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Dip Your Toe in the Forest

Updated: Mar 13, 2020

A while ago I came across something called ‘forest bathing’.

Forest wwwhhhaaaattttt?

Forest bathing. Yup, taking a bath in a forest. Not literally, I hasten to add, though it wouldn’t be the strangest thing I’ve ever seen, to be fair. But I digress. Read on and I’ll explain.

Forest bathing (shinrin-yoku) is a Japanese practice that became part of Japan’s national public health programme way back in the ’80s, and it basically means to spend time in the presence of nature, and more specifically, trees. In a nutshell, the Japanese did loads of research back in the day and found that spending time among trees really helped promote physical, emotional and mental wellbeing by (among other things) boosting the immune system, reducing stress, relieving the symptoms of anxiety and low mood, improving sleep, and increasing energy levels.

Thing is though, it’s not about hiking in the woods, or scrutinising your fitbit as you walk; forest bathing is all about meandering through the trees in a relaxed way, being mindful of what you see and hear, and fully appreciating the beauty of the nature that surrounds you using all your senses:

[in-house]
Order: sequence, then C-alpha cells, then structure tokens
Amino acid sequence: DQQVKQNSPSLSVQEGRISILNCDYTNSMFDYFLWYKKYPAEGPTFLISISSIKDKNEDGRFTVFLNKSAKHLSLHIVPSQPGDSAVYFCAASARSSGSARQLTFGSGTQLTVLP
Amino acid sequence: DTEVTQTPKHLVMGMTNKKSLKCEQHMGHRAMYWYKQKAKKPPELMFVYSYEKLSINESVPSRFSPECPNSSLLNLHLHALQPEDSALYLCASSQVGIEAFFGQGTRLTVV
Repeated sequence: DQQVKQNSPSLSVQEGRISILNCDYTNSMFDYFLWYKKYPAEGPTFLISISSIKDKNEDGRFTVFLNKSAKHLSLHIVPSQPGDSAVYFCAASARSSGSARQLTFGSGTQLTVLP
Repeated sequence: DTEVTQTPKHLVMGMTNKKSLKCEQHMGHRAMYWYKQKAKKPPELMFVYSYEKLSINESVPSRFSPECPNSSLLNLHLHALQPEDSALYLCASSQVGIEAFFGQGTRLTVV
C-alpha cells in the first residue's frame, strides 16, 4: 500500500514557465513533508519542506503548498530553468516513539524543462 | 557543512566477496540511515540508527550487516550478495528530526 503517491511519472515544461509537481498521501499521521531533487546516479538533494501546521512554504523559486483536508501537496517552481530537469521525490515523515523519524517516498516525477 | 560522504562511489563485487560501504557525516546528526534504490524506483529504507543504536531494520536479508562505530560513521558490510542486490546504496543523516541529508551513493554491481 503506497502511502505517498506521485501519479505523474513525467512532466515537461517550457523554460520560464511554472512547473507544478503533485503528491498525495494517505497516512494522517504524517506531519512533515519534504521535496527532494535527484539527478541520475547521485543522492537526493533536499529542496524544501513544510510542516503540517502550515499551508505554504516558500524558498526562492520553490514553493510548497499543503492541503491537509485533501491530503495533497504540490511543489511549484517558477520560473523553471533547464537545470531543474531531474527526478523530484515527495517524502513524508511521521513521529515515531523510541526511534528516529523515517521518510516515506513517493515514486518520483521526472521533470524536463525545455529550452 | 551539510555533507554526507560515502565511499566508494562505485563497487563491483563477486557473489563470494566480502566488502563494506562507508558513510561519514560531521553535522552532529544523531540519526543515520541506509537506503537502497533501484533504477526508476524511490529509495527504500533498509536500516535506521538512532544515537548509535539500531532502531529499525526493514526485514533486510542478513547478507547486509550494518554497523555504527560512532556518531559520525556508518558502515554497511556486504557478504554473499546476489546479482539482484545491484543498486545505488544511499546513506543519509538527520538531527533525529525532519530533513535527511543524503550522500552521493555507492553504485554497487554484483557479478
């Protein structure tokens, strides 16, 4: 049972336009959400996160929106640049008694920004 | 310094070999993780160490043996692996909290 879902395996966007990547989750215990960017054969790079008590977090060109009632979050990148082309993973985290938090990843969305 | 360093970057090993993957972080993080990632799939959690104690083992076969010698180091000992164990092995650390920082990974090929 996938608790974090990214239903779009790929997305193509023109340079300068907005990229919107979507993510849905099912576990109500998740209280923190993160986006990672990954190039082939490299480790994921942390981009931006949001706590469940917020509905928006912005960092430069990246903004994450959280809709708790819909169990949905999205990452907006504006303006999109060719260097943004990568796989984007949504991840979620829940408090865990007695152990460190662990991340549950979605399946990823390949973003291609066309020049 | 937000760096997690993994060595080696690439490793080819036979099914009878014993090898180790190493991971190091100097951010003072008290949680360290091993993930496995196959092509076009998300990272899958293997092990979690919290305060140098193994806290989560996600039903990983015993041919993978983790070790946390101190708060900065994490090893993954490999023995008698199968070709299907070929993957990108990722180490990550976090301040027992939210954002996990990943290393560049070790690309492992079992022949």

BREATHING in the aroma of the bark, the leaves, the soil …

CONTEMPLATING that leaf, that twig, the diddy snail on the ground …

FEELING the breeze on your face and the crunch crunch of the leaves under your feet …

That sort of thing.

Sounds easy right? Essentially yes, BUT, we’ve become so used to living at a much faster pace than this that you might find it quite hard the first time to be that still and that unoccupied. Just to STOP and BE. No looking at phones, no hurtling along, no doing anything except looking around you and being present. But, like anything new in life, you just need a bit of practice to get the hang of it, then before you know it you’ll be bathing like a pro.

So, if you’ve been hibernating this bleak mid-winter and superglued to the nearest radiator as I have, it’s time to give it a go. Rumour has it the first snowdrops and daffodils are already out, meaning that Spring is well on the way, so dust off your wellies, wrap up, bundle the ankle biters in the car and go dip your toes in the nearest forest. If the Japanese are to be believed, you will not regret it.

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